As a professional membership body, at the AAT we find much of the motivation to becoming a member is due to commitment to the profession. We strongly advocate the need to keep your skills up to date.
All aspects of career development are vital but budgets and time often dictate those priorities. It’s not always feasible to take time out of the office or spend money on a training course.
As a professional body, we aim to equip our members with the right tools and support to do their job. In addition to providing learning materials relevant to technical accountancy, we also concentrate on supporting our members in related areas.
Excel is an essential software tool that is used widely across all industries. However, the complexity of tasks range from inputting numbers into a spreadsheet to consolidating and analysing and interpreting large and disparate data sets. Most finance professionals know how to use Excel for the actions they need it for. But newer versions of the software may mean there are easier ways of carrying out the same actions.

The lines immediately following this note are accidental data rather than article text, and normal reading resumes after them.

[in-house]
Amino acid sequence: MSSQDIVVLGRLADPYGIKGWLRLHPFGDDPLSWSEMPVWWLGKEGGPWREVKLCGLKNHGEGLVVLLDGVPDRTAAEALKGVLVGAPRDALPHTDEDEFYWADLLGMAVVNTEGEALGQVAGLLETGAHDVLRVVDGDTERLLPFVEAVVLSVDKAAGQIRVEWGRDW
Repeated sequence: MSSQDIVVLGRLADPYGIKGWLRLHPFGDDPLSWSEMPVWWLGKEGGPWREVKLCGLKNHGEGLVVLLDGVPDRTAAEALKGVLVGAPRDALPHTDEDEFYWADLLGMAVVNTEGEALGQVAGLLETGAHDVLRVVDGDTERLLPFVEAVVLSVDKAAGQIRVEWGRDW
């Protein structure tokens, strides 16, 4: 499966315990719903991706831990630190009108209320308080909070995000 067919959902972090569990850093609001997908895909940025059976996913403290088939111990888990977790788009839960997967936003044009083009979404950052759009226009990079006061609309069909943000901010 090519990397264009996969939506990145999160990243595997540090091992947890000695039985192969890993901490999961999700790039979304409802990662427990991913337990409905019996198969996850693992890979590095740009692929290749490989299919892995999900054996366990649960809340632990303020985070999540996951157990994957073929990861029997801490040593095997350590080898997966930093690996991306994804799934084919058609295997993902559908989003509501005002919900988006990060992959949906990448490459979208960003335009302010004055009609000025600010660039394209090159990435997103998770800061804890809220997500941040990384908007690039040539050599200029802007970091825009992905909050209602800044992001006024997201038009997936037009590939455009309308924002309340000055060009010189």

We have always provided Excel learning opportunities for our members, but we were conscious that not everyone was able to attend or use the resources due to geographical, budgetary or time restrictions. We also knew that unless someone is a complete beginner, it can be hard to gauge which is the right skill level for them.
With that in mind, AAT teamed up with Excel with Business (EwB) to provide an online Excel tuition package. The package allows our members to study any time and anywhere. Users can take a diagnostic test to determine quickly the right skill level before prescribing a bespoke, business-focused Excel course. Users can work on the areas they need to develop rather than trudge through a prescribed, encyclopaedic course. To make the course even more user-friendly, EwB reviewed Excel's 500 functions and stripped out any business non-essentials to provide a streamlined Excel course for bookkeepers and accountants.
As consumers we are used to having choice and convenience. And there is absolutely no reason why this shouldn’t extend to training. People should be able to learn in a way that best suits them. We all have a responsibility to maintain our skills and the learning materials we choose must enable us to do this.
Paul Fulton is Benefits and Services Manager at the AAT.